Renaissance to Launch New $25B Managed Futures Fund


When the best hedge fund on the planet decides to launch a new fund, it bears watching. Even more interesting is the area Rentech has decided to pursue. The full press release is at the end of the post, and below are my comments as there seems to be a great deal of misunderstanding in the commodities and managed futures space.

On one side there are the almost religious-like proponents of managed futures – dominated by long term trendfollowers who exclaim mantras such as, “The trend is your friend until it bends in the end”. On the other side there exist skeptics that believe the returns are simply survivor bias in a random process. I fall somewhere in the middle, and in my opinion, this is a great example of trying to understand the drivers of a relatively simple strategy.

I have touched on commodities on the blog before:
Q&A with Harvard’s El Erian
Q&A with Bob Greer from PIMCO

. . .and managed futures on the blog before:
Managed Futures…Finally (a review of RYMFX and good background info)
Out of Sample Results and Price Shocks
Hulbert Trendfollowing Article

Some more background reading from the academic literature:

“Commodities and Real-Return Strategies in the Investment Mix”, David Burkhart,(CFA Quarterly conference proceedings)
Facts and Fantasies about Commodity Futures“, Gorton and Rouwenhorst
The Strategic and Tactical Value of Commodity Futures“, Erb and Harvey
“Evaluating a Trend-Following Commodity Index for Multi-Period Asset Allocation”, Mulvey, Kaul, and Simsek

I don’t want to repeat what these authors can convey much better than I can (especially the Erb Harvey paper), but below is a quick discussion of the return drivers for commodities and managed futures.

(Again, for a full treatment read the academic papers above.)

Commodity Long Only Returns

Readers of the blog are aware that I am a huge fan of commodities (and that is not just because half my family comes from farming and we are happily growing wheat currently). In my recent paper, “A Quant Approach to TAA“, I had a full 20% allocation to commodities. Since commodities are real assets (i.e. wheat, gold, oil), they have different sources of return than stocks and bonds. (And I love the fact that none of the gurus have ANY allocation to commodities.) In addition, commodities have a low correlation with these asset classes and are a good hedge against unexpected inflation. Historical returns to commodities have been in-line with stocks, with similar volatility. (Although it is important to note that all of the commodity indices have some backfill bias.) Chart below from the Erb paper.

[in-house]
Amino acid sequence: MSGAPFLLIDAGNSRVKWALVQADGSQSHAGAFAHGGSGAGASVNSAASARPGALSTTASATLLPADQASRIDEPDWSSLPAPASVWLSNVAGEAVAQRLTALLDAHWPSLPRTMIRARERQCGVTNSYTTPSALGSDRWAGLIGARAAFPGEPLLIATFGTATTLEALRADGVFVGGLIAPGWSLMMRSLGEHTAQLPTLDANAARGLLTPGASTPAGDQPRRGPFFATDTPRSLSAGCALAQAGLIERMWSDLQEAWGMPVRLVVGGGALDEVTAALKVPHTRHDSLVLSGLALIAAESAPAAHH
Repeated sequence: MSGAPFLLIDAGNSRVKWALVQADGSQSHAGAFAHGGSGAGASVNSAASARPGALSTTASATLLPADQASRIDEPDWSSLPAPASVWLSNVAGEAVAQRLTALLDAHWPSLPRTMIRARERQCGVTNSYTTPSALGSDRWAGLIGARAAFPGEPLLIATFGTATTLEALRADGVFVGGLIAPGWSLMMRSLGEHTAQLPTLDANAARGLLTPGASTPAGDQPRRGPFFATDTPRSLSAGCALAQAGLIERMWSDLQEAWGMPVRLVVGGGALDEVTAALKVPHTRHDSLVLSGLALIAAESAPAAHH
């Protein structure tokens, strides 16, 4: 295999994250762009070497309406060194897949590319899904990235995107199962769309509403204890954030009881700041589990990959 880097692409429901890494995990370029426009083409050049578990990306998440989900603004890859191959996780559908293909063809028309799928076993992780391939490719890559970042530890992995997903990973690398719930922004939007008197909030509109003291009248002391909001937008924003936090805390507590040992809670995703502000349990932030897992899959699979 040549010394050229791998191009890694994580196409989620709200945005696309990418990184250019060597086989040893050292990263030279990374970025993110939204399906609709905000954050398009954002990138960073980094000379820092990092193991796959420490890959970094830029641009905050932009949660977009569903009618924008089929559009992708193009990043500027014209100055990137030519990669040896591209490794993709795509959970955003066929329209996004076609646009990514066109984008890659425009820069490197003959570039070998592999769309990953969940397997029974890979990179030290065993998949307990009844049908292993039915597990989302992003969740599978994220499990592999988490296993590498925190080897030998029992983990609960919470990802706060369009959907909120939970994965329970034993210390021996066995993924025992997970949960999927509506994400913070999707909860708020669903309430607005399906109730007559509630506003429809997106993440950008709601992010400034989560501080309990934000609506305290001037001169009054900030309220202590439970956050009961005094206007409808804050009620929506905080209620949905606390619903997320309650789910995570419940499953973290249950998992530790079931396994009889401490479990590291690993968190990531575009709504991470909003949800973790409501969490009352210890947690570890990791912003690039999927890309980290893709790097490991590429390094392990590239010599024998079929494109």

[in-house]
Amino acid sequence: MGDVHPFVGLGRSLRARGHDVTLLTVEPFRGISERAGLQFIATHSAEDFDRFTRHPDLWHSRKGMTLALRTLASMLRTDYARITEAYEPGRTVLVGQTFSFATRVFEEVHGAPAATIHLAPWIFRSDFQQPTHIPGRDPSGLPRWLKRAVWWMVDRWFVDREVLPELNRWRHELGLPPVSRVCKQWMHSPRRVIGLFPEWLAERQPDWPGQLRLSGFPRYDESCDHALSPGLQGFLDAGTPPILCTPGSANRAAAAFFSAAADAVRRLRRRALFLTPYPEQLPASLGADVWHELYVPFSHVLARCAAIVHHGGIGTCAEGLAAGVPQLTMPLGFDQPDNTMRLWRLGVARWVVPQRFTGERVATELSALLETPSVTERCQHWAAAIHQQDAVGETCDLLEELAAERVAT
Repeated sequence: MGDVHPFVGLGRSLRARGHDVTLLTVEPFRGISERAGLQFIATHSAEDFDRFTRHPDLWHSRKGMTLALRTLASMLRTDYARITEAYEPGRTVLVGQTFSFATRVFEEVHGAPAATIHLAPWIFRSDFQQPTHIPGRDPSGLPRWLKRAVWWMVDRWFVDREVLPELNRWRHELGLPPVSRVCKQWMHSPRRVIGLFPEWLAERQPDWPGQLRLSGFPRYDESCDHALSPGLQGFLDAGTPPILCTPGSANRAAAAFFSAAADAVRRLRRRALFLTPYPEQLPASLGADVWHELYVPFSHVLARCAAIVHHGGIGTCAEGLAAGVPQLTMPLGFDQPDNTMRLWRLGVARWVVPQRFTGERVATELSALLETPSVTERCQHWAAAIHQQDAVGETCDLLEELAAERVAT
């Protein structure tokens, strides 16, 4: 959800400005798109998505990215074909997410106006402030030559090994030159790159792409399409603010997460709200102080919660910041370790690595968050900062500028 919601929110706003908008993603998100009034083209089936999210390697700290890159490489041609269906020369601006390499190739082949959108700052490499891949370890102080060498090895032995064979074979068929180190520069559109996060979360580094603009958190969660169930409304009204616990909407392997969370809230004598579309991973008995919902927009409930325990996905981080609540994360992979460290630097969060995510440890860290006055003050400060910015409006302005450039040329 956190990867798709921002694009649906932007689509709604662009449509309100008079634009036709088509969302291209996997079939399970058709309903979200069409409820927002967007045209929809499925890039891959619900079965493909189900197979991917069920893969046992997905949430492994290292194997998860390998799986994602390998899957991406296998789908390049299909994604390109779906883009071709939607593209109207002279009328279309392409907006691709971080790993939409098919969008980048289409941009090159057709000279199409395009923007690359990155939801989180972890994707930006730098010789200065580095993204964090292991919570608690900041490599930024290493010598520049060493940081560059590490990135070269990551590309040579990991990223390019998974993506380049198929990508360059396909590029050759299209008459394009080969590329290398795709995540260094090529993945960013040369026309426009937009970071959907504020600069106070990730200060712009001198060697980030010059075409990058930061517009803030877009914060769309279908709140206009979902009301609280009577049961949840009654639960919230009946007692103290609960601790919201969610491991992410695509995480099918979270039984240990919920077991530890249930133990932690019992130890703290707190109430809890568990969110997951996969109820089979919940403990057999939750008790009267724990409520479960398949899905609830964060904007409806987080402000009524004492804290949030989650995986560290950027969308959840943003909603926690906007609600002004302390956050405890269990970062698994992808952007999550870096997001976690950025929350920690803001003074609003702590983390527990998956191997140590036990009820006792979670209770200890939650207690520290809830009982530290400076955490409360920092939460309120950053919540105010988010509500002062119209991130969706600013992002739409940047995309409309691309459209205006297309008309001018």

But will those returns continue in the future?

The return to commodities can be explained as the following:

Commodity Portfolio Total Return = Cash Return + Excess Return + Diversification Return

Cash return comes from only having to place 10% margin down on futures contracts, and the rest (or all) sits in T-Bills.

Excess return is the change in the price of the futures contract. This will be due mainly to roll yield. When a commodity is backwardated (i.e. current futures price is higher than further futures price), there exists a roll yield from holding the out futures contract. Historically roll yield has been ~ 2.5% for the GSCI, but has been declining. Energy markets are typically in backwardation, although the GSCI has been backwardated as often as it has been in contango. The bottom line is that roll returns are the expected price of insurance. From the Erb paper:

De Roon, Nijman and Veld (2000) analyze twenty futures markets over the period 1986 to 1994 and find that hedging pressure plays an important role in explaining futures returns. Anson (2002) distinguishes between markets that provide a hedge for producers (backwardated markets), and markets that provide a hedge for consumers (contango markets). He points out that a commodity producer such as Exxon, whose business requires it to be long oil, can reduce exposure to oil price fluctuations by being short crude oil futures. Hedging by risk averse producers causes futures prices to be below the expected spot rate in the future. Alternatively, a manufacturer such as Boeing is a consumer of aluminum, it is short aluminum, and it can reduce the impact of aluminum price fluctuations by purchasing aluminum futures. Hedging by risk averse consumers causes futures prices to be higher than the expected spot rate in the future. For example, Exxon is willing to sell oil futures at an expected loss and Boeing is willing to purchase aluminum futures at an expected loss. The losses incurred by the hedgers provide the economic incentive for the capital markets to provide price insurance to hedgers. Both of these examples highlight a view that commodity futures are a means of risk transfer and that the providers of risk capital charge an insurance premium.